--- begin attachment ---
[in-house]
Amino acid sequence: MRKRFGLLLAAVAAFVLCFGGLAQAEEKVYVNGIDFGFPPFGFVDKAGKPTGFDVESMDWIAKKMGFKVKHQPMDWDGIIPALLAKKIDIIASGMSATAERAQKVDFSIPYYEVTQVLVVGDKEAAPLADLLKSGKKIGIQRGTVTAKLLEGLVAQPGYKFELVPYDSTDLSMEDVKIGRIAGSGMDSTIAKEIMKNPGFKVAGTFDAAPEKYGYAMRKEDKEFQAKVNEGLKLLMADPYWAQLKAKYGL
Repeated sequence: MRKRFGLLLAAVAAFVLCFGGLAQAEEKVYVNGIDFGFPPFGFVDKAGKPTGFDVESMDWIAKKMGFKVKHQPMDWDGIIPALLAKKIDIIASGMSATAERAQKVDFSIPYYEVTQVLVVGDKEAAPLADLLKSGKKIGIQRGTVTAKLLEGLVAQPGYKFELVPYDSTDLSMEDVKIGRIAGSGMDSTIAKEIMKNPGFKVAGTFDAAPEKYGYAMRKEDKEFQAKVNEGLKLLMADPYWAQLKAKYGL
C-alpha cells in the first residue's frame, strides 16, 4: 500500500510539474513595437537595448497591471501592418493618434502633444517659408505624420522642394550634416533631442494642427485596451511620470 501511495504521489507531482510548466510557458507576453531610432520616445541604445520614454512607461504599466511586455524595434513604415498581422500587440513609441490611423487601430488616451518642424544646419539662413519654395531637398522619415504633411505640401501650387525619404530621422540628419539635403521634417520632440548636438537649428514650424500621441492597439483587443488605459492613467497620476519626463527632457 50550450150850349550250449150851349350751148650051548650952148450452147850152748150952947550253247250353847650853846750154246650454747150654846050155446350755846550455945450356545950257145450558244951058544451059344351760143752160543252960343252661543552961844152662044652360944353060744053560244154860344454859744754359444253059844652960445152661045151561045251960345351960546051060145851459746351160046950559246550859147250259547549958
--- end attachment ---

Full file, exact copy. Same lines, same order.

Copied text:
[in-house]
Amino acid sequence: MRKRFGLLLAAVAAFVLCFGGLAQAEEKVYVNGIDFGFPPFGFVDKAGKPTGFDVESMDWIAKKMGFKVKHQPMDWDGIIPALLAKKIDIIASGMSATAERAQKVDFSIPYYEVTQVLVVGDKEAAPLADLLKSGKKIGIQRGTVTAKLLEGLVAQPGYKFELVPYDSTDLSMEDVKIGRIAGSGMDSTIAKEIMKNPGFKVAGTFDAAPEKYGYAMRKEDKEFQAKVNEGLKLLMADPYWAQLKAKYGL
Repeated sequence: MRKRFGLLLAAVAAFVLCFGGLAQAEEKVYVNGIDFGFPPFGFVDKAGKPTGFDVESMDWIAKKMGFKVKHQPMDWDGIIPALLAKKIDIIASGMSATAERAQKVDFSIPYYEVTQVLVVGDKEAAPLADLLKSGKKIGIQRGTVTAKLLEGLVAQPGYKFELVPYDSTDLSMEDVKIGRIAGSGMDSTIAKEIMKNPGFKVAGTFDAAPEKYGYAMRKEDKEFQAKVNEGLKLLMADPYWAQLKAKYGL
C-alpha cells in the first residue's frame, strides 16, 4: 500500500510539474513595437537595448497591471501592418493618434502633444517659408505624420522642394550634416533631442494642427485596451511620470 501511495504521489507531482510548466510557458507576453531610432520616445541604445520614454512607461504599466511586455524595434513604415498581422500587440513609441490611423487601430488616451518642424544646419539662413519654395531637398522619415504633411505640401501650387525619404530621422540628419539635403521634417520632440548636438537649428514650424500621441492597439483587443488605459492613467497620476519626463527632457 50550450150850349550250449150851349350751148650051548650952148450452147850152748150952947550253247250353847650853846750154246650454747150654846050155446350755846550455945450356545950257145450558244951058544451059344351760143752160543252960343252661543552961844152662044652360944353060744053560244154860344454859744754359444253059844652960445152661045151561045251960345351960546051060145851459746351160046950559246550859147250259547549958